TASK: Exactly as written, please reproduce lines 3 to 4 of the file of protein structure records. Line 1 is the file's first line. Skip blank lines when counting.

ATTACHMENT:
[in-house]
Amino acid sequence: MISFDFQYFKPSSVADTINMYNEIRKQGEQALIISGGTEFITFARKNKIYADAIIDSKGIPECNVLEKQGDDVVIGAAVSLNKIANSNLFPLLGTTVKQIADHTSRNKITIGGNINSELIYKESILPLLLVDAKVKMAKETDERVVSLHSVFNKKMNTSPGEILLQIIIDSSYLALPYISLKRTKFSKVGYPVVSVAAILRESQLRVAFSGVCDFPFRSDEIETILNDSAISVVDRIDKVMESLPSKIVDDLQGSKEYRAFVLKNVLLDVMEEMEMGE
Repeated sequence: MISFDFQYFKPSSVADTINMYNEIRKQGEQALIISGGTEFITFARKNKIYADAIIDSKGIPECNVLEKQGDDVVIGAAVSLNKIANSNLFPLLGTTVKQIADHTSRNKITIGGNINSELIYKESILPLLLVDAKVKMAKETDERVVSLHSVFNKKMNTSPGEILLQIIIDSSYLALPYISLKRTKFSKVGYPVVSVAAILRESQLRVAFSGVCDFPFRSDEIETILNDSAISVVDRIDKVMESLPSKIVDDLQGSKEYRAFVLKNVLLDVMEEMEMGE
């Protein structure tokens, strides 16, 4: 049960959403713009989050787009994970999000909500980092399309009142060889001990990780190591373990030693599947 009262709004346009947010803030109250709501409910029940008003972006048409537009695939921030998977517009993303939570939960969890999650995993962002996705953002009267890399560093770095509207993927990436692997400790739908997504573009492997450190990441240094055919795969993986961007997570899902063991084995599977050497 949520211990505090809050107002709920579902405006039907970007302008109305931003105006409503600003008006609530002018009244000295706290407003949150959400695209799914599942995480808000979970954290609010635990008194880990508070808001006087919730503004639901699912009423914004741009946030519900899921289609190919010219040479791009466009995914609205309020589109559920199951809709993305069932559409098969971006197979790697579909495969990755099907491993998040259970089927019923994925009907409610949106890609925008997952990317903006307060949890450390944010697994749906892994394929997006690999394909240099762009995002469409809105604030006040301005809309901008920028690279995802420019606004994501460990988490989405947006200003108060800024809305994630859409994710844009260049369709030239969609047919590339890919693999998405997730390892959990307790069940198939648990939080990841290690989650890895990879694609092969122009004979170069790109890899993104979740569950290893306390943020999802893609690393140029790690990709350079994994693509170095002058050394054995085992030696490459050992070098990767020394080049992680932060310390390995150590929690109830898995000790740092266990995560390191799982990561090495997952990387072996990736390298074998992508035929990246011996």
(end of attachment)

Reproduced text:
Repeated sequence: MISFDFQYFKPSSVADTINMYNEIRKQGEQALIISGGTEFITFARKNKIYADAIIDSKGIPECNVLEKQGDDVVIGAAVSLNKIANSNLFPLLGTTVKQIADHTSRNKITIGGNINSELIYKESILPLLLVDAKVKMAKETDERVVSLHSVFNKKMNTSPGEILLQIIIDSSYLALPYISLKRTKFSKVGYPVVSVAAILRESQLRVAFSGVCDFPFRSDEIETILNDSAISVVDRIDKVMESLPSKIVDDLQGSKEYRAFVLKNVLLDVMEEMEMGE
């Protein structure tokens, strides 16, 4: 049960959403713009989050787009994970999000909500980092399309009142060889001990990780190591373990030693599947 009262709004346009947010803030109250709501409910029940008003972006048409537009695939921030998977517009993303939570939960969890999650995993962002996705953002009267890399560093770095509207993927990436692997400790739908997504573009492997450190990441240094055919795969993986961007997570899902063991084995599977050497 949520211990505090809050107002709920579902405006039907970007302008109305931003105006409503600003008006609530002018009244000295706290407003949150959400695209799914599942995480808000979970954290609010635990008194880990508070808001006087919730503004639901699912009423914004741009946030519900899921289609190919010219040479791009466009995914609205309020589109559920199951809709993305069932559409098969971006197979790697579909495969990755099907491993998040259970089927019923994925009907409610949106890609925008997952990317903006307060949890450390944010697994749906892994394929997006690999394909240099762009995002469409809105604030006040301005809309901008920028690279995802420019606004994501460990988490989405947006200003108060800024809305994630859409994710844009260049369709030239969609047919590339890919693999998405997730390892959990307790069940198939648990939080990841290690989650890895990879694609092969122009004979170069790109890899993104979740569950290893306390943020999802893609690393140029790690990709350079994994693509170095002058050394054995085992030696490459050992070098990767020394080049992680932060310390390995150590929690109830898995000790740092266990995560390191799982990561090495997952990387072996990736390298074998992508035929990246011996």